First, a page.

A Distant Memory
Sitting in my rickshaw, I feel a tap on my leg. I look up to a wide-eyed 6-year-old boy holding 10 long blue pens. I instantly shake my head and explain that I do not have cash with me. To no avail, he persists. I glance over to Cat and Cam for advice, but there is nothing they can do.
At 6-years-old, I was learning how to ride a bike. I was starting kindergarten. I was losing my first teeth. I was making my first friends, and I was learning how to read. At 6 years-old, all I thought about was myself.
Although a child begging during a commute should alarm me, after three months of being here, I’ve become immune to it. And yet, somehow this boy caught my attention.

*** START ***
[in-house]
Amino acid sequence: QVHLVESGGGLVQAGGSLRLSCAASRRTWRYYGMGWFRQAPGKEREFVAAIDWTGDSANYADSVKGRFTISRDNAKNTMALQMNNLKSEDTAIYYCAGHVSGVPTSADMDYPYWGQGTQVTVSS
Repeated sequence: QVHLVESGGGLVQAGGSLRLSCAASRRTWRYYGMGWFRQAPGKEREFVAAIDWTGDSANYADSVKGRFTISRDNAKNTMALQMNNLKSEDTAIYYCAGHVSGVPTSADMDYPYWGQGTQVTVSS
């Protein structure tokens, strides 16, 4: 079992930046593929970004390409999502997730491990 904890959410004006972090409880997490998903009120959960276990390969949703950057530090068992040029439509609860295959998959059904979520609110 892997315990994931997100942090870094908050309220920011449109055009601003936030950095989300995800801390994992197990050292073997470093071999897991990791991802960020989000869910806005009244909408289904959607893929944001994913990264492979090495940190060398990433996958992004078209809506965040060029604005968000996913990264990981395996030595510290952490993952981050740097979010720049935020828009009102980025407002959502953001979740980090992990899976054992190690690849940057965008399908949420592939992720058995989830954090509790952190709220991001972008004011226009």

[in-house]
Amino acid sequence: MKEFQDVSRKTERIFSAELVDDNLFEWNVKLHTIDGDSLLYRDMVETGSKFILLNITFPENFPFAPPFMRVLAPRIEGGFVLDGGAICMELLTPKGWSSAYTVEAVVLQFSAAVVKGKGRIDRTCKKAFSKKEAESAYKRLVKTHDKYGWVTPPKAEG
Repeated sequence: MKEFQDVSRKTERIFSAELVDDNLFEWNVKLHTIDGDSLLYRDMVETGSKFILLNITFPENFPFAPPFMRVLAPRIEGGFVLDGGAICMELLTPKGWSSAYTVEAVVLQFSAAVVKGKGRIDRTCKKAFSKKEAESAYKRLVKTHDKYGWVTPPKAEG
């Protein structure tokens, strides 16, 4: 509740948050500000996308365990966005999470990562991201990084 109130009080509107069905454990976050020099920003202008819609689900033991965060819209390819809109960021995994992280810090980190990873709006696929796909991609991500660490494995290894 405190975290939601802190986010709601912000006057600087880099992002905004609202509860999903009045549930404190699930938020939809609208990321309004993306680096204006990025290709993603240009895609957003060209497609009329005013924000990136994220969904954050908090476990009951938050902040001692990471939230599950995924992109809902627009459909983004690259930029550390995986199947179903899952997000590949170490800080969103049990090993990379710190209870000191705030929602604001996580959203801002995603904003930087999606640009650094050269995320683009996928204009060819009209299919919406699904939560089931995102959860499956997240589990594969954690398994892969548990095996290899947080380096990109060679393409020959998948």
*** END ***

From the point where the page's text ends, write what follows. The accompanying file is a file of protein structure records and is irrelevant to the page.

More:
Is it because of the guilt that I will soon be returning and crawling right back into the bubble I came from? I will have opportunities that many people work their whole lives for, yet never are provided with. Pretty soon, I will habituate back into my everyday lifestyle. The stories I learned from students, teachers, and headmasters will soon become a distant memory. I dread this day, and attempt to find any way to hold onto my memories. I glance through my journal and am reminded of the schools in which teachers are required to pay a portion of their salary to provide drinking water for their students. I turn to the next page which evokes a memory of a school in which students are sent home when they need to use the restroom because the school does not receive enough water for their bathrooms. I realize my sudden empathy for the 6-year-old boy must be a result of my approaching departure date. In the past few days, I have spent far too long trying to find souvenirs or tangible objects that will somehow ingrain these experiences into my mind. However, I have been completely unsuccessful. No single item I buy will reflect the wonders of India; I know I cannot commodify the experiences I have had, but I hope I figure out a way to keep them with me.